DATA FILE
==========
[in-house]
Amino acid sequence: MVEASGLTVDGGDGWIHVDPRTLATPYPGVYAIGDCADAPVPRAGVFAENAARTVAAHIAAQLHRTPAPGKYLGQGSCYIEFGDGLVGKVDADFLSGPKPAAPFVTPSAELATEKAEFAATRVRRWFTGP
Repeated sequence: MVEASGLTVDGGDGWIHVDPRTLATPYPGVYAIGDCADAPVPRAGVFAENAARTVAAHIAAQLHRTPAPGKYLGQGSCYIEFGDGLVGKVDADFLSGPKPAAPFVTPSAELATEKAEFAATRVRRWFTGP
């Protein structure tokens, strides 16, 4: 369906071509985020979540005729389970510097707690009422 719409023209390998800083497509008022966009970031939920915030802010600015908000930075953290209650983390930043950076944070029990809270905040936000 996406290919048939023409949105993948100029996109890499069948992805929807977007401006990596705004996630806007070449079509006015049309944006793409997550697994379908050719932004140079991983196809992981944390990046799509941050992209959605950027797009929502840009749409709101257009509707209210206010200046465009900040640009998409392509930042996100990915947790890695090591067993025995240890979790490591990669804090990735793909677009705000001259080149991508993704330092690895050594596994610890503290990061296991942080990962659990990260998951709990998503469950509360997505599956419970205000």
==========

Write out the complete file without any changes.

[in-house]
Amino acid sequence: MVEASGLTVDGGDGWIHVDPRTLATPYPGVYAIGDCADAPVPRAGVFAENAARTVAAHIAAQLHRTPAPGKYLGQGSCYIEFGDGLVGKVDADFLSGPKPAAPFVTPSAELATEKAEFAATRVRRWFTGP
Repeated sequence: MVEASGLTVDGGDGWIHVDPRTLATPYPGVYAIGDCADAPVPRAGVFAENAARTVAAHIAAQLHRTPAPGKYLGQGSCYIEFGDGLVGKVDADFLSGPKPAAPFVTPSAELATEKAEFAATRVRRWFTGP
């Protein structure tokens, strides 16, 4: 369906071509985020979540005729389970510097707690009422 719409023209390998800083497509008022966009970031939920915030802010600015908000930075953290209650983390930043950076944070029990809270905040936000 996406290919048939023409949105993948100029996109890499069948992805929807977007401006990596705004996630806007070449079509006015049309944006793409997550697994379908050719932004140079991983196809992981944390990046799509941050992209959605950027797009929502840009749409709101257009509707209210206010200046465009900040640009998409392509930042996100990915947790890695090591067993025995240890979790490591990669804090990735793909677009705000001259080149991508993704330092690895050594596994610890503290990061296991942080990962659990990260998951709990998503469950509360997505599956419970205000």